Federal banking regulators' latest guidance on complying with the Community Reinvestment Act is drawing mixed responses from industry trade groups.

The May 3 proposal would give an institution CRA credit for loans or investments outside its assessment area, the geographic area where the bank's track record is evaluated. However, it would limit credit for recurring small-business and farm lending and for some purchases of mortgage-backed securities.

In its comment letter on the plan, the American Bankers Association argued against broadening the geographic reach of community reinvestment rules. The ABA said banks look for CRA-qualified investments outside their local communities because they exhaust those opportunities in their assessment areas.

A better course would be to broaden the types of loans and investments that qualify under CRA, said James D. McLaughlin, the ABA's director of regulatory and trust affairs.

However, comment letters filed by America's Community Bankers, the Consumer Bankers Association, the Financial Services Roundtable, and the Independent Community Bankers of America all supported CRA credit for activities conducted outside a bank's assessment area.

"Sometimes there is no lender or assessment area where the money is going," said Charlotte Bahin, regulatory counsel of America's Community Bankers. "It may bring in money and jobs that ultimately affect the assessment area."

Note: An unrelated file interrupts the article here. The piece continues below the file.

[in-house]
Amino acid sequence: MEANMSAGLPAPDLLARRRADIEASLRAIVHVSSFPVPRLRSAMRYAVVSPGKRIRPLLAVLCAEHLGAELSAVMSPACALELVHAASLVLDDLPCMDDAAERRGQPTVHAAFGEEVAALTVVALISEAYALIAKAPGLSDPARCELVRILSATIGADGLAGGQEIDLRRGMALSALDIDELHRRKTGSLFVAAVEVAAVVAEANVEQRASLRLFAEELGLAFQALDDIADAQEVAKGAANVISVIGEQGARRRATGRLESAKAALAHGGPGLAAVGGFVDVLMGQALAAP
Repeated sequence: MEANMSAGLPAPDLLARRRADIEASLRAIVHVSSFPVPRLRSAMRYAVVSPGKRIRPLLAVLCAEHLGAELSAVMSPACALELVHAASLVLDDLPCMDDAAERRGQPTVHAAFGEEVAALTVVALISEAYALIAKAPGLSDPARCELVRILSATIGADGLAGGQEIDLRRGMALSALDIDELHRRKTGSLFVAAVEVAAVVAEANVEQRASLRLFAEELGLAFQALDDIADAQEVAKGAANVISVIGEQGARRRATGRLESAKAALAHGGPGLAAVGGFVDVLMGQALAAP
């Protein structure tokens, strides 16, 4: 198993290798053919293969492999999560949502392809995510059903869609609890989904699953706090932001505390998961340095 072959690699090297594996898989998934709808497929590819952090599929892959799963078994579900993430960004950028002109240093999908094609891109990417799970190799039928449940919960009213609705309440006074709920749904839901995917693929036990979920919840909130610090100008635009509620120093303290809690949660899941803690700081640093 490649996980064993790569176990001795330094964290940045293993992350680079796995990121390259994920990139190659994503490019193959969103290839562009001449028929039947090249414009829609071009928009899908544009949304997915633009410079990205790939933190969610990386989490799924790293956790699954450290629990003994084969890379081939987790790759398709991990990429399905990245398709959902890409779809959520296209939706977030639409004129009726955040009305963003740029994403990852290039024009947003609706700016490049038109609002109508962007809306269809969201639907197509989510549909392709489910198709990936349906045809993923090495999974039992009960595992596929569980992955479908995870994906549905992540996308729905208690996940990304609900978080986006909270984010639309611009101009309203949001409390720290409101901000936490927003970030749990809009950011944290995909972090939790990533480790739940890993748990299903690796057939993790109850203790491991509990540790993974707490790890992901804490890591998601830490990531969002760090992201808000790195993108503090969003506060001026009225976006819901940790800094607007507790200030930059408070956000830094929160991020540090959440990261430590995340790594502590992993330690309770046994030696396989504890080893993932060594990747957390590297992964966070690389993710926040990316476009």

Under the proposal, arranged in a question-and-answer format, examiners would not count renewals or refinancings of loans to small businesses unless the amount of credit was increased. Another option: Institutions could report one renewal or refinancing a year on each loan. More frequent reporting "would inflate the actual amounts" of small-business and farm lending, according to the proposal.

The Consumer Bankers Association objected in its comment letter, claiming that without renewals, "small-business lending would be underreported by as much as 35%."

Neither possibility satisfied the Financial Services Roundtable, which said it would be difficult for banks to determine how many refinancings and renewals were to the same borrowers.

But America's Community Bankers said tallying only one loan extension is fair. "In other CRA contexts, you don't get credit for an ongoing event," Ms. Bahin said.

Finally, the CRA proposal suggested institutions may not receive CRA credit for buying securities backed by mortgages that they originated.

The ABA and America's Community Bankers agreed, but the Roundtable argued it does not matter who the buyer is, because the sale provides liquidity. "That money does move and is available again for more loans," said Edward Hill, the Roundtable's director of regulatory affairs. "There are tangible benefits to communities of making loans and then selling them to another area of the bank."

The Consumer Bankers Association comment letter echoed that sentiment. "This is not a case of double counting, but of the CRA regulation recognizing the value of two totally different phenomena."

The Federal Financial Institutions Examination Council received 67 comment letters by the July 2 deadline.

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